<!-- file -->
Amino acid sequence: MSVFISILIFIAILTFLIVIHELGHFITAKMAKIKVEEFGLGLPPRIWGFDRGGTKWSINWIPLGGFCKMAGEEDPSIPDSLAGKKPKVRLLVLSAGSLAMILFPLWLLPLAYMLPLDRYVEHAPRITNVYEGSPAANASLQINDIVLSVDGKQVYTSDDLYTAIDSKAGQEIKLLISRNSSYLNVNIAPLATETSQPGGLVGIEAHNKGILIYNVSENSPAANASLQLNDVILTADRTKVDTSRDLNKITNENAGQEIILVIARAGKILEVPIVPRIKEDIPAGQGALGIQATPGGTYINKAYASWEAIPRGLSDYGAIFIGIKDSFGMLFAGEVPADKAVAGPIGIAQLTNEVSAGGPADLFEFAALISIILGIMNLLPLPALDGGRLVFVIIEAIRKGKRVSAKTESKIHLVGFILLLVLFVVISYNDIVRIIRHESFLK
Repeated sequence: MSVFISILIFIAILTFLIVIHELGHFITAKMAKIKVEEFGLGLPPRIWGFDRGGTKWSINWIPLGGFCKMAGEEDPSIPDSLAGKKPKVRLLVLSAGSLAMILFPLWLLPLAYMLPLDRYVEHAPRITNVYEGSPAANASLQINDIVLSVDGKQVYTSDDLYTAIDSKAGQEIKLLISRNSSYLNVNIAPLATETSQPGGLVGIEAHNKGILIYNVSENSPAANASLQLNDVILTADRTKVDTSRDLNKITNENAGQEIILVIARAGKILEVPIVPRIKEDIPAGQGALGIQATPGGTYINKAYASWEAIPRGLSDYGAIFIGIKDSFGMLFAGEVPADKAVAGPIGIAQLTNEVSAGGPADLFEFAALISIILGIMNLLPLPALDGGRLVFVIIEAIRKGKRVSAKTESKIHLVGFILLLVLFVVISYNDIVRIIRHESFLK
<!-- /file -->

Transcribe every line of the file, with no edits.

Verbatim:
Amino acid sequence: MSVFISILIFIAILTFLIVIHELGHFITAKMAKIKVEEFGLGLPPRIWGFDRGGTKWSINWIPLGGFCKMAGEEDPSIPDSLAGKKPKVRLLVLSAGSLAMILFPLWLLPLAYMLPLDRYVEHAPRITNVYEGSPAANASLQINDIVLSVDGKQVYTSDDLYTAIDSKAGQEIKLLISRNSSYLNVNIAPLATETSQPGGLVGIEAHNKGILIYNVSENSPAANASLQLNDVILTADRTKVDTSRDLNKITNENAGQEIILVIARAGKILEVPIVPRIKEDIPAGQGALGIQATPGGTYINKAYASWEAIPRGLSDYGAIFIGIKDSFGMLFAGEVPADKAVAGPIGIAQLTNEVSAGGPADLFEFAALISIILGIMNLLPLPALDGGRLVFVIIEAIRKGKRVSAKTESKIHLVGFILLLVLFVVISYNDIVRIIRHESFLK
Repeated sequence: MSVFISILIFIAILTFLIVIHELGHFITAKMAKIKVEEFGLGLPPRIWGFDRGGTKWSINWIPLGGFCKMAGEEDPSIPDSLAGKKPKVRLLVLSAGSLAMILFPLWLLPLAYMLPLDRYVEHAPRITNVYEGSPAANASLQINDIVLSVDGKQVYTSDDLYTAIDSKAGQEIKLLISRNSSYLNVNIAPLATETSQPGGLVGIEAHNKGILIYNVSENSPAANASLQLNDVILTADRTKVDTSRDLNKITNENAGQEIILVIARAGKILEVPIVPRIKEDIPAGQGALGIQATPGGTYINKAYASWEAIPRGLSDYGAIFIGIKDSFGMLFAGEVPADKAVAGPIGIAQLTNEVSAGGPADLFEFAALISIILGIMNLLPLPALDGGRLVFVIIEAIRKGKRVSAKTESKIHLVGFILLLVLFVVISYNDIVRIIRHESFLK